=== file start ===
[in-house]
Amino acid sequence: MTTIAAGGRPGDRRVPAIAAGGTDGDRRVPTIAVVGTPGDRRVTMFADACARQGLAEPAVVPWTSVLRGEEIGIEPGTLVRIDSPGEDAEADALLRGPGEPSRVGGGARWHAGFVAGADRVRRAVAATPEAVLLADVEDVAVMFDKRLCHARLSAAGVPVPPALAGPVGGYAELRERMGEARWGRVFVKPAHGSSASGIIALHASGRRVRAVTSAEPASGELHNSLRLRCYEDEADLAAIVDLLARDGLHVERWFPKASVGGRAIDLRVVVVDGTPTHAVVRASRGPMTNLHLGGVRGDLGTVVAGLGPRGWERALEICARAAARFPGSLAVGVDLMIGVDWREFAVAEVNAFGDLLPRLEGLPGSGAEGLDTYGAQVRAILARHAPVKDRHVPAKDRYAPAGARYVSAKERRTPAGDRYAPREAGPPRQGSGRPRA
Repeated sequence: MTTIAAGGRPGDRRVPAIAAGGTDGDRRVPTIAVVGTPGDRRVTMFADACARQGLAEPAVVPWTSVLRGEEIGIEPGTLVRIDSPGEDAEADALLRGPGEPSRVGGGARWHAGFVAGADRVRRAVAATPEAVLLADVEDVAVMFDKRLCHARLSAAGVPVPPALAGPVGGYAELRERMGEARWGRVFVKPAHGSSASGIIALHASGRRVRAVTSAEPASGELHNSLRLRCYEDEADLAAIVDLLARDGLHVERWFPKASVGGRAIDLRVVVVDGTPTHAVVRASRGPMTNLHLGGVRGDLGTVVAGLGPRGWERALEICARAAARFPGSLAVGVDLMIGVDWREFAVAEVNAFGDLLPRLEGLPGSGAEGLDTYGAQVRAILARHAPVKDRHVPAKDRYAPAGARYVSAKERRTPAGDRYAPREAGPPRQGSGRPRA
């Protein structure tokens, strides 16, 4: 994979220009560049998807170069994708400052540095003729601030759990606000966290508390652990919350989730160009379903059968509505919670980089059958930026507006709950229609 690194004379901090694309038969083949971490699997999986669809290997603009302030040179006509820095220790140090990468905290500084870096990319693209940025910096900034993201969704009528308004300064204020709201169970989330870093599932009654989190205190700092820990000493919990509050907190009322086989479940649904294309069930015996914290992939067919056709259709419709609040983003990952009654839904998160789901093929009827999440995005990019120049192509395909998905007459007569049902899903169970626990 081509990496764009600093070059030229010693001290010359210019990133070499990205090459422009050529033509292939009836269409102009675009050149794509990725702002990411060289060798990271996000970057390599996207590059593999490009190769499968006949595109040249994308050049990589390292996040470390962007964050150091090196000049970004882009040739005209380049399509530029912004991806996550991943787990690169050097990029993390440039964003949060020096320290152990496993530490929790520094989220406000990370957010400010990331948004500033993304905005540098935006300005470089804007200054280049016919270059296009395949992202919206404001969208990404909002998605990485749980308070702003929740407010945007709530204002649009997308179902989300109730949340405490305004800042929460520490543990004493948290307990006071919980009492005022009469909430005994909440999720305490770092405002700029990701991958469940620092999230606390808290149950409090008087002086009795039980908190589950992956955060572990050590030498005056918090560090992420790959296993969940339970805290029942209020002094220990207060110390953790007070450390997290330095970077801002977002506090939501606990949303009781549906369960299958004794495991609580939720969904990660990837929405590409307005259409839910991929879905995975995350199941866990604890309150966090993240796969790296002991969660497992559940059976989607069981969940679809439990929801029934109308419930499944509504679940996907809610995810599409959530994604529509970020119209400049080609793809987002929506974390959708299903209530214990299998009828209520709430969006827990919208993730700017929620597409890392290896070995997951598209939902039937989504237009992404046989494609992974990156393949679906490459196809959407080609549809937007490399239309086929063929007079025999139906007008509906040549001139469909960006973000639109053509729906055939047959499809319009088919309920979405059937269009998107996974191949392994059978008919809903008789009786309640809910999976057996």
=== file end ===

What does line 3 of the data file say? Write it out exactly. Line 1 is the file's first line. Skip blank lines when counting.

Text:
Repeated sequence: MTTIAAGGRPGDRRVPAIAAGGTDGDRRVPTIAVVGTPGDRRVTMFADACARQGLAEPAVVPWTSVLRGEEIGIEPGTLVRIDSPGEDAEADALLRGPGEPSRVGGGARWHAGFVAGADRVRRAVAATPEAVLLADVEDVAVMFDKRLCHARLSAAGVPVPPALAGPVGGYAELRERMGEARWGRVFVKPAHGSSASGIIALHASGRRVRAVTSAEPASGELHNSLRLRCYEDEADLAAIVDLLARDGLHVERWFPKASVGGRAIDLRVVVVDGTPTHAVVRASRGPMTNLHLGGVRGDLGTVVAGLGPRGWERALEICARAAARFPGSLAVGVDLMIGVDWREFAVAEVNAFGDLLPRLEGLPGSGAEGLDTYGAQVRAILARHAPVKDRHVPAKDRYAPAGARYVSAKERRTPAGDRYAPREAGPPRQGSGRPRA